More than 200 schools
The score swings at Sanderson and Budd were the two most extreme of any of the
7,700 Texas schools whose scores The News analyzed. But they weren't the only
More than 200 schools had large, unexplained score gaps between grades or
between tests. In statisticians' lingo, these schools had at least one average
scale score that was more than three standard deviations away from what would be
predicted based on their scores in other grades or on other tests.
In some cases, there may be legitimate explanations for such gaps. School
attendance boundaries could have changed dramatically. Or a new public housing
development might have radically changed the composition of a school's student
But researchers said that large differences between tests are generally signs of
"If you see big swings in those numbers, I think we should raise our eyebrows
and say this is very, very unusual," Dr. Haladyna said.
The schools most likely to make the list are high-poverty, urban schools, which
often feel the strongest pressure to raise scores.
Houston had the most schools with large gaps: 25 out of the district's 307
schools. Dallas had 21, out of 219 total. Fort Worth had six schools on the
list, and no other Texas district had more than three.
Using a stricter standard four standard deviations from predictions 41
schools have suspect scores.
The most common pattern involved the third-grade reading TAKS test. Students
generally must pass the test to be promoted to fourth grade. That puts more
pressure on teachers.
• Houston's Gallegos Elementary. In 2003, Gallegos' third-graders finished in
the bottom 8 percent of the state. In 2004, third-graders zoomed up to the top 2
percent. But the school's reading scores in other grades remained weak.
• Dallas' Margaret Henderson Elementary, one of Texas' worst schools. It was one
of only two North Texas schools to earn the state's "low performing" label from
2001 to 2003. But in 2004, Henderson's third-graders leapt to the state's 73rd
percentile in reading. Fourth- and fifth-graders remained in the bottom 5
percent of the state.
The News began its data analysis in October, when questions were raised about
the validity of test scores in the troubled Wilmer-Hutchins school district.
The analysis found strong evidence of cheating at Wilmer Elementary, a
long-underachieving school that rocketed to the best third-grade reading scores
in the state. Since the analysis was published, several teachers and students
have supported the allegations of TAKS cheating, and the Texas Education Agency
has launched an investigation.
In Brownsville, Garza Elementary has scoring patterns similar to Wilmer's. Its
fourth- and fifth-graders did poorly on the state's English-language reading
test in 2004. Fourth-graders finished in the bottom 11 percent of the state.
Fifth-graders were worse: in the bottom 4 percent, 3,336th out of 3,453 schools
Like Wilmer, Garza teaches the very poor; only three of its 810 students did not
qualify for free or reduced-price school lunches. More than three-quarters of
its students are considered "limited English proficient" under state
And, like Wilmer, Garza's students finished in the state's top 2 percent on the
third-grade reading test. Almost two-thirds of its students got perfect or
Even Brownsville's superintendent thought Garza's third-grade scores were
unusual. "I thought, 'That's too good,' " Michael Zolkowski said.
TEA officials are investigating. But district officials have said the inquiry is
limited to questions about one or two students' answer sheets, which would not
explain the massive score swing.
Researchers differ on how common it is for teachers to cheat. But most agree it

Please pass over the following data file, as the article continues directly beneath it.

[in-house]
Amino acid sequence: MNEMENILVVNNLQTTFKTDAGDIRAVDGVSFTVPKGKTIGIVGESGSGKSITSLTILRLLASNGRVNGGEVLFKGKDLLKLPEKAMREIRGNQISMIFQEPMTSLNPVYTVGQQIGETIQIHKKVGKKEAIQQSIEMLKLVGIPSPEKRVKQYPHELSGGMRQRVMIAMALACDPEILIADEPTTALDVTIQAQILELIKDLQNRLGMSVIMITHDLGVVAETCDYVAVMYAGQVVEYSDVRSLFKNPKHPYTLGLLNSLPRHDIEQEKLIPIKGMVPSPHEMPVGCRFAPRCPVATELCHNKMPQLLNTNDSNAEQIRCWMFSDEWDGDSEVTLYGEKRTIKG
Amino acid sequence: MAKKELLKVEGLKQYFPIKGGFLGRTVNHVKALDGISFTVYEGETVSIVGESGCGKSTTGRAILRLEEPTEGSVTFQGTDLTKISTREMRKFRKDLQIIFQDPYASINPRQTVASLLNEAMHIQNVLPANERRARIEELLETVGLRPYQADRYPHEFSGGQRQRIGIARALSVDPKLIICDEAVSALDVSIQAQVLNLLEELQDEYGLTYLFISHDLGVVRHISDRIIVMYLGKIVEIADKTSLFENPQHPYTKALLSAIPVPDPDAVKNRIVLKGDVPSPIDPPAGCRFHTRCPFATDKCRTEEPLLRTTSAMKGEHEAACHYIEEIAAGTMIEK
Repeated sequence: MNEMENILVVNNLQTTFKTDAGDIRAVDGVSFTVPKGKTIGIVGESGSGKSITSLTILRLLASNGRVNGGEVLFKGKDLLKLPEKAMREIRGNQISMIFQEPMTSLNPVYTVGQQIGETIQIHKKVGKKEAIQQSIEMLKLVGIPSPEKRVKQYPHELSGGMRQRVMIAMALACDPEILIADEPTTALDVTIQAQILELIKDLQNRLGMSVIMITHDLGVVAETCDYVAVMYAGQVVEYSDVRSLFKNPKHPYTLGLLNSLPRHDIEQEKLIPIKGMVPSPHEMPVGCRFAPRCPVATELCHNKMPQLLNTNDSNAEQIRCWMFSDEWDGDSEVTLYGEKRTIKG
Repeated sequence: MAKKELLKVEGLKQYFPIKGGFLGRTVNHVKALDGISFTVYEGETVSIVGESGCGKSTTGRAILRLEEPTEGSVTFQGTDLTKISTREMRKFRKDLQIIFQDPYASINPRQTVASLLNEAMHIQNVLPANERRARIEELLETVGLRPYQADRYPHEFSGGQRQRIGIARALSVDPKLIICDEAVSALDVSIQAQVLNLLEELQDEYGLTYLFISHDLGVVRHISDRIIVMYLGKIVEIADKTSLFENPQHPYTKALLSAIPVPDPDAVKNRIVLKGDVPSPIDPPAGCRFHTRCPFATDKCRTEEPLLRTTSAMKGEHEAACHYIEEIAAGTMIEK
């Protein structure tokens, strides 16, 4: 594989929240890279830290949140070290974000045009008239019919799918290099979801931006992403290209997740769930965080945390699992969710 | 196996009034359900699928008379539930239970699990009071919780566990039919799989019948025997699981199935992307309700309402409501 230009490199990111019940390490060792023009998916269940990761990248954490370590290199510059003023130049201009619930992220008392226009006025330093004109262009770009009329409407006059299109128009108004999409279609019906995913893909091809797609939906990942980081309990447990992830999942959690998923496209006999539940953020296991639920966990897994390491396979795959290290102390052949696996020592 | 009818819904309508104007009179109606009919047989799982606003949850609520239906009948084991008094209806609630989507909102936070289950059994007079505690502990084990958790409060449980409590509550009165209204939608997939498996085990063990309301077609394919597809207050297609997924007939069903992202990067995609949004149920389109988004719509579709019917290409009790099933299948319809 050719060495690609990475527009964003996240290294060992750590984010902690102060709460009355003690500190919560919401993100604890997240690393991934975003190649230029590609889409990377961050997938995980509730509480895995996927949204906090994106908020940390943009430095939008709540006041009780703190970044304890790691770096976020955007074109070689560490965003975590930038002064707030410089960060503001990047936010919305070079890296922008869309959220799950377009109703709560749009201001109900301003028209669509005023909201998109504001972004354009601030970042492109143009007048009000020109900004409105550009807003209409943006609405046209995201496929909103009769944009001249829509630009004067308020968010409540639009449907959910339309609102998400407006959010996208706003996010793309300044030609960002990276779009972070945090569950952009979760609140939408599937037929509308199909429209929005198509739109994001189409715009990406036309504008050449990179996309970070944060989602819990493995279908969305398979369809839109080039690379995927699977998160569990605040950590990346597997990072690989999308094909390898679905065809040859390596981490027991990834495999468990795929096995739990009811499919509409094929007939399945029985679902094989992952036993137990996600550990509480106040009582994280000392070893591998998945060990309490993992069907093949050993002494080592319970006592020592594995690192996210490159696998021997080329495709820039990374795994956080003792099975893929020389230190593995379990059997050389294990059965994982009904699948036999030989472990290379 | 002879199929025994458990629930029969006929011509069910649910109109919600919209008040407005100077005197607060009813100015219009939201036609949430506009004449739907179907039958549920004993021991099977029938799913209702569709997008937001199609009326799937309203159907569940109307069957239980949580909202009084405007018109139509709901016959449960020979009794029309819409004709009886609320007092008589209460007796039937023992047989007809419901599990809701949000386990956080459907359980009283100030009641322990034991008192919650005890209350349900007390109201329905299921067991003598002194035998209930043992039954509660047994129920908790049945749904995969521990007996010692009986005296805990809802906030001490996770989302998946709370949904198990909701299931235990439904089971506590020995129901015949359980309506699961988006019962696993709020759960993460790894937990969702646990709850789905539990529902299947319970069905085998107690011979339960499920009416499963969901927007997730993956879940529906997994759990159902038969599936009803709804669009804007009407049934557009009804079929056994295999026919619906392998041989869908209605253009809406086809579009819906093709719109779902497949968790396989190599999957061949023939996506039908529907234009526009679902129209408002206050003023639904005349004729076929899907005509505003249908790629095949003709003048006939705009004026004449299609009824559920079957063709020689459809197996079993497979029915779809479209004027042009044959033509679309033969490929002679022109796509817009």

is more common than officials like to acknowledge.
John Fremer, who led the team that developed the new version of the SAT,
estimates that between 1 and 2 percent of teachers cheat on their students'
behalf on standardized tests. Because those classrooms are spread out among
schools, he estimates cheating skews the scores of 3 to 5 percent of schools.
A recent Harvard study of testing in Chicago schools found organized,
educator-led cheating in about 4 percent of classrooms, 6 percent when schools
with low scores faced consequences.
In an anonymous survey of Arizona teachers by Dr. Haladyna, 11 percent said they
improperly helped students on 1991 state tests.
Dr. Impara said that when he started in the testing business in the 1960s,
cheating on standardized tests was barely a concern.
"There were almost no stakes attached," said Dr. Impara, who with Dr. Fremer has
formed a private test-security company. "The test was intended to provide
information on student performance."
Changes in Texas
That started to change in Texas in the early 1990s, with the birth of the
state's accountability system. School passing rates were made public and
broadcast widely. Schools earned ratings based on their passing rates. The idea:
shaming low-performing schools publicly would encourage them to get their
Now, in many districts, scores are the key factor in evaluating the performance
of superintendents, principals and teachers.
Dr. Haladyna said schools should be able to explain wide gaps in scores if they
are not cheating.
"Every time you see one of these schools," he said, "you have the right to ask
the question, 'How did you do it?' There has to be a program, a method that's
producing these results. 'We just tried harder' is not an acceptable answer."
"We just worked real hard" was the explanation given by Geraldine Hobson,
principal of Wilmer Elementary, when she was asked last month about Wilmer's
astounding third-grade scores. She resigned less than two weeks later.
The News' method of looking for unusual test scores does not catch all cheaters.
It does not, for instance, detect schools that cheat consistently across
multiple grades and multiple subjects.
It also doesn't catch more subtle cheaters. A teacher who gives students a few
correct answers on test day could raise her students' scores enough for them to
pass, but not enough for a huge score increase that might draw attention.
"You're catching the dumb cheaters," Dr. Haladyna said of the analysis. "The
smart cheaters you're not going to be able to detect."